Physics of Life: the physicist's road to biology
2007 (English)Book (Refereed)
The purpose of the book is to give a survey of the physics that is relevant for biological applications, and also to discuss what kind of biology needs physics. The book gives a broad account of basic physics, relevant for the applications and various applications from properties of proteins to processes in the cell to wider themes such as the brain, the origin of life and evolution. It also considers general questions of common interest such as reductionism, determinism and randomness, where the physics view often is misunderstood. The subtle balance between order and disorder is a repeated theme appearing in many contexts. There are descriptive parts which shall be sufficient for the comprehension of general ideas, and more detailed, formalistic parts for those who want to go deeper, and see the ideas expressed in terms of mathematical formulas. - Describes how physics is needed for understanding basic principles of biology - Discusses the delicate balance between order and disorder in living systems - Explores how physics play a role high biological functions, such as learning and thinking.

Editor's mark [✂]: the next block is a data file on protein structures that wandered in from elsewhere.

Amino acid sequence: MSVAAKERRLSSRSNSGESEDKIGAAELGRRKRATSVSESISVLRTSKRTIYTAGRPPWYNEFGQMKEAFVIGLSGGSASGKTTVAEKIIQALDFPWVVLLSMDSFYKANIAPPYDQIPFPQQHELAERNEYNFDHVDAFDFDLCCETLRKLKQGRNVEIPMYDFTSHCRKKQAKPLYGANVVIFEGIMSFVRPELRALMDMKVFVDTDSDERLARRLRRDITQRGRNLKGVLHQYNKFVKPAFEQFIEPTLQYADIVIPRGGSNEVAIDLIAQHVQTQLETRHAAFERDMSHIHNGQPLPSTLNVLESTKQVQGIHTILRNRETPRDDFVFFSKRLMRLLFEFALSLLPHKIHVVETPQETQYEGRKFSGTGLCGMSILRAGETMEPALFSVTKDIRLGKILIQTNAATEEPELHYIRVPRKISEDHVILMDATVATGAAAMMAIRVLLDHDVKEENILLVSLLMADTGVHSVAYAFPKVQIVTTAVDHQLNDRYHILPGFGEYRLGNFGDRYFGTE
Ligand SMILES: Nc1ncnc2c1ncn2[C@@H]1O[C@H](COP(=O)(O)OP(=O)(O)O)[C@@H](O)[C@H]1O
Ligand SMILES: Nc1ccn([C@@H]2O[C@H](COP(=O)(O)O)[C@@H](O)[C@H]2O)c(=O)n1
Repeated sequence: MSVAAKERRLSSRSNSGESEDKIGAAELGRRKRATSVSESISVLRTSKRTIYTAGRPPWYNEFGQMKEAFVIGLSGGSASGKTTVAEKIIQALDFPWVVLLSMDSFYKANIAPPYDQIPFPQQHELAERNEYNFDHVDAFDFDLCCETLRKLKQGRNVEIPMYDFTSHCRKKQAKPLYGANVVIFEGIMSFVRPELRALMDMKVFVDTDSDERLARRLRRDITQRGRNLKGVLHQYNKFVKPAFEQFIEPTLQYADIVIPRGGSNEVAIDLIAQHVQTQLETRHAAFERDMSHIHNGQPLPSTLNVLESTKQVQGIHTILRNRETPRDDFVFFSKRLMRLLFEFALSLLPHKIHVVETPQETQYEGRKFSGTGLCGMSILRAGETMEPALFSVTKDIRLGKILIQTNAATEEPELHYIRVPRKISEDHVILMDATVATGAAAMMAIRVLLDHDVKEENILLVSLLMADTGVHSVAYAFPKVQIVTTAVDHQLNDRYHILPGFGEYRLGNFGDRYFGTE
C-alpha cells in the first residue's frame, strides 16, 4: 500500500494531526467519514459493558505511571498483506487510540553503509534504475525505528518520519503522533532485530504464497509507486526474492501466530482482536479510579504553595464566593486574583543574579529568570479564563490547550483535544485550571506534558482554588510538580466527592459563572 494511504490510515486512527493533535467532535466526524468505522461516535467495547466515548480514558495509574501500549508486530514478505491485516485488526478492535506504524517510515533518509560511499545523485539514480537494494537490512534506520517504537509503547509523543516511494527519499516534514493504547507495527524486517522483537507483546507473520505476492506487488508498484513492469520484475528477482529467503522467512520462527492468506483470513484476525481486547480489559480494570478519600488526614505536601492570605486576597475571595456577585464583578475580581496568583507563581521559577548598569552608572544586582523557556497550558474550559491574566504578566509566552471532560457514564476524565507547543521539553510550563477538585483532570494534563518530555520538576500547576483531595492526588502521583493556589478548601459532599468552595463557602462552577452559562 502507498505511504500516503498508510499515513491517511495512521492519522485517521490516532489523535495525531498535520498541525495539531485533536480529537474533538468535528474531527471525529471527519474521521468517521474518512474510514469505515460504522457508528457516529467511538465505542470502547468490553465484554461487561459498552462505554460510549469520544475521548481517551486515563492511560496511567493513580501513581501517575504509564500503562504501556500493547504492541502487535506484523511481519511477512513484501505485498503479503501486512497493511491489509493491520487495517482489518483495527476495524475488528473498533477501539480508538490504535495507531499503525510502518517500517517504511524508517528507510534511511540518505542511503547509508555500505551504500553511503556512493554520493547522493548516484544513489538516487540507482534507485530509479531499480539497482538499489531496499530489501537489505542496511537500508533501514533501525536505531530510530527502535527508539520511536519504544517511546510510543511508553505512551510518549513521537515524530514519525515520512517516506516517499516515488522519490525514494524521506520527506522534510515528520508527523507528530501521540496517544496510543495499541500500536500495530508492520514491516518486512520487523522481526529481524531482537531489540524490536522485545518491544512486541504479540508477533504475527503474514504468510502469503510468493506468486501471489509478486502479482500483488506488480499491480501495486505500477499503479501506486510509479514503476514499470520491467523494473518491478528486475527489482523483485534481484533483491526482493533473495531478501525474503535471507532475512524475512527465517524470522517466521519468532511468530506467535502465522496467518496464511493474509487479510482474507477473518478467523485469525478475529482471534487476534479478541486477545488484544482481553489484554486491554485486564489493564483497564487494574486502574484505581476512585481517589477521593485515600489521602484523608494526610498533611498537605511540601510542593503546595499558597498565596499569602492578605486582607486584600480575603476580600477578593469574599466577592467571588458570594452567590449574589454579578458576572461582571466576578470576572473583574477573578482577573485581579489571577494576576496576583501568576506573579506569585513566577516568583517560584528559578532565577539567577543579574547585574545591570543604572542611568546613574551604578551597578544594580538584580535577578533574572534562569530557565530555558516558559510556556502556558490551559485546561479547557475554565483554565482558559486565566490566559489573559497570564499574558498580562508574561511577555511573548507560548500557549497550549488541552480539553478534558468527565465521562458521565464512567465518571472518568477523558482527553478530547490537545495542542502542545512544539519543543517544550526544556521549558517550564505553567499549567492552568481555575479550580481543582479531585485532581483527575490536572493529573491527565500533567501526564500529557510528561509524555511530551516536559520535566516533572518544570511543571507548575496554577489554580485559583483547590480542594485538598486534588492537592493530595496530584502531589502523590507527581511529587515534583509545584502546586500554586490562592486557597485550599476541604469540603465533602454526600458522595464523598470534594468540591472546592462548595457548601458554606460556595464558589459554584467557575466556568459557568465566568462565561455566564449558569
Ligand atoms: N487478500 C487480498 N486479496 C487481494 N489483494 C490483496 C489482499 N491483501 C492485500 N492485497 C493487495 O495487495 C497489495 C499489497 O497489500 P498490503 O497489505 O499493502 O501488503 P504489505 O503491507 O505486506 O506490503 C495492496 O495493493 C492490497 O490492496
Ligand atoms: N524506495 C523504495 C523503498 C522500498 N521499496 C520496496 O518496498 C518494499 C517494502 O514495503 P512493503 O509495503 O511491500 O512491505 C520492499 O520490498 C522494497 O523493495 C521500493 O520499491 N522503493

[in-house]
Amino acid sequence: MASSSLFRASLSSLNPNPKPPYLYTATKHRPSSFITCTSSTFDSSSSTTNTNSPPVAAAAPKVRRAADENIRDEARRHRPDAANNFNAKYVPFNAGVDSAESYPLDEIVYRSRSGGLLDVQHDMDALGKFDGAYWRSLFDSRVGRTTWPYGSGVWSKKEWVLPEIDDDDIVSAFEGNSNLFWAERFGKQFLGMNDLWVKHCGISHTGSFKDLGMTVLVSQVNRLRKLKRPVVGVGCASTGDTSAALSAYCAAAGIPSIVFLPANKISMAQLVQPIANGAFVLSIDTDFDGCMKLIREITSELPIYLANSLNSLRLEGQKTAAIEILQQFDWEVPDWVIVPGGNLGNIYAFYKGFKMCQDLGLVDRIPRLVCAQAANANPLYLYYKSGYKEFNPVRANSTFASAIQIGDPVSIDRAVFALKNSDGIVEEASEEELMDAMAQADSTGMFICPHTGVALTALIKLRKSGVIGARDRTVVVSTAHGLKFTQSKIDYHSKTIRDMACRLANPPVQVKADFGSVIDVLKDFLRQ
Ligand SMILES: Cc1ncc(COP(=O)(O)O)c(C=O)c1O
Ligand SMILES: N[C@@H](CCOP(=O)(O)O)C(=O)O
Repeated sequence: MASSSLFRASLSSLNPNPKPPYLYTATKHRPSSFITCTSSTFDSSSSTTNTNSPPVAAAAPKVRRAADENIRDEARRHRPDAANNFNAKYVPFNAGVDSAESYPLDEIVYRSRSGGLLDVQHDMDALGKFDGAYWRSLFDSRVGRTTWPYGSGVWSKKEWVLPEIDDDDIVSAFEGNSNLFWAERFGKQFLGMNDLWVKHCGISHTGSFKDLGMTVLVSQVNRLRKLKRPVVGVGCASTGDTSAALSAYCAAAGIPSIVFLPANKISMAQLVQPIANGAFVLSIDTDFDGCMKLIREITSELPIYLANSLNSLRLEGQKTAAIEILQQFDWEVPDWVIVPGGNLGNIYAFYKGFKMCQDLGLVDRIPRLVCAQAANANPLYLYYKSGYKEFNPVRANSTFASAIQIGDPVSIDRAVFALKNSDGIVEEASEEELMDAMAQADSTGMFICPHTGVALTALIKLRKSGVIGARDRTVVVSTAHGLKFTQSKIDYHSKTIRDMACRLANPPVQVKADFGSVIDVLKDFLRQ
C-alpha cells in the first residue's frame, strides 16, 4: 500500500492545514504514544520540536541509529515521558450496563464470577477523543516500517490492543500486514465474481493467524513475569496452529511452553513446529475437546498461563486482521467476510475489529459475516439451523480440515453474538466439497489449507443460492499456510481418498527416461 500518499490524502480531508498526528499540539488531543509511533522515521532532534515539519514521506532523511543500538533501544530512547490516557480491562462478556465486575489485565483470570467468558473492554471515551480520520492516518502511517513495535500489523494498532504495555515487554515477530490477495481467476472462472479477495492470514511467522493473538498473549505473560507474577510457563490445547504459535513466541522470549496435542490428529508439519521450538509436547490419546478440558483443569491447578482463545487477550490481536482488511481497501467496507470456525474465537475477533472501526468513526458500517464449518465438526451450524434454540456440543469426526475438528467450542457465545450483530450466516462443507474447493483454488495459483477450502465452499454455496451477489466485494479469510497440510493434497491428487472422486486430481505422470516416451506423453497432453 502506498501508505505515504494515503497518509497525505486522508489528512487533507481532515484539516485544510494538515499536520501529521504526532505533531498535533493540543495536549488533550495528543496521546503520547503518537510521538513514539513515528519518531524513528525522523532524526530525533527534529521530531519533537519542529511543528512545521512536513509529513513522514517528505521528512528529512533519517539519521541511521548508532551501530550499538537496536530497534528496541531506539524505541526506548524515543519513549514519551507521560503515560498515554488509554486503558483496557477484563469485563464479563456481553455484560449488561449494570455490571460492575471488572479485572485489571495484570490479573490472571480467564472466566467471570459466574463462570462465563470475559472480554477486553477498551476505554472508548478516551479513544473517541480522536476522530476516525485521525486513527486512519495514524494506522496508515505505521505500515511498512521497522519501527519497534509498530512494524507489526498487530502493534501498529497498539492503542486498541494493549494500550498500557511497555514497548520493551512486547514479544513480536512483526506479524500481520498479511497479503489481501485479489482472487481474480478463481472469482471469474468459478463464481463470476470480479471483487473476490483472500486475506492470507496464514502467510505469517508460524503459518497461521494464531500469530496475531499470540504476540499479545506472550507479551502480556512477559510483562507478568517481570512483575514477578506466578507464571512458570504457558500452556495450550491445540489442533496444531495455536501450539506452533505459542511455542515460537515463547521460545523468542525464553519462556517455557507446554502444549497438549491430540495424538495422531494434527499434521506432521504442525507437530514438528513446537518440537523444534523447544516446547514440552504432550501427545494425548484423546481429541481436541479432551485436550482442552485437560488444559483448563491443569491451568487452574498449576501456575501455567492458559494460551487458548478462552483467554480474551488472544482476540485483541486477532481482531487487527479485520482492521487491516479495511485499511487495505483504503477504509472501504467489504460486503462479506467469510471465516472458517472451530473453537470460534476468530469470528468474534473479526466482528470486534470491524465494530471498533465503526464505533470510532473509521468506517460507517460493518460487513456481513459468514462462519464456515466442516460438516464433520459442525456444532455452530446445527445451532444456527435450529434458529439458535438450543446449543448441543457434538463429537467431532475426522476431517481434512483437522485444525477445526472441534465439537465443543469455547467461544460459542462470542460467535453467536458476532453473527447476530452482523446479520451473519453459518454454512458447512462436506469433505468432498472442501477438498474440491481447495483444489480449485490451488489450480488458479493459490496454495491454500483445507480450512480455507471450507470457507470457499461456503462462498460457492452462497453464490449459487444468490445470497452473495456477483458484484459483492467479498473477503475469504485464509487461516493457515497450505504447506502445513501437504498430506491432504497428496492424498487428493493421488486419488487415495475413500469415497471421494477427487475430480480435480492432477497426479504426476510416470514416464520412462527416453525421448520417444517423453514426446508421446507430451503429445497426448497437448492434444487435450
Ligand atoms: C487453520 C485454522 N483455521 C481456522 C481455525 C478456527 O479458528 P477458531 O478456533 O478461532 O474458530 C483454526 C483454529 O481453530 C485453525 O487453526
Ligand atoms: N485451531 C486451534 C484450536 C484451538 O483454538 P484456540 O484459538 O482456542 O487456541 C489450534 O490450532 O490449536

Place, publisher, year, edition, pages
Elsevier, 2007. , 426 p.
Physical Sciences Biological Sciences
IdentifiersURN: urn:nbn:se:kth:diva-154987ScopusID: 2-s2.0-79959799580ISBN: 978-044452798-1OAI: oai:DiVA.org:kth-154987DiVA: diva2:772150
QC 201412162014-12-162014-10-292014-12-16Bibliographically approved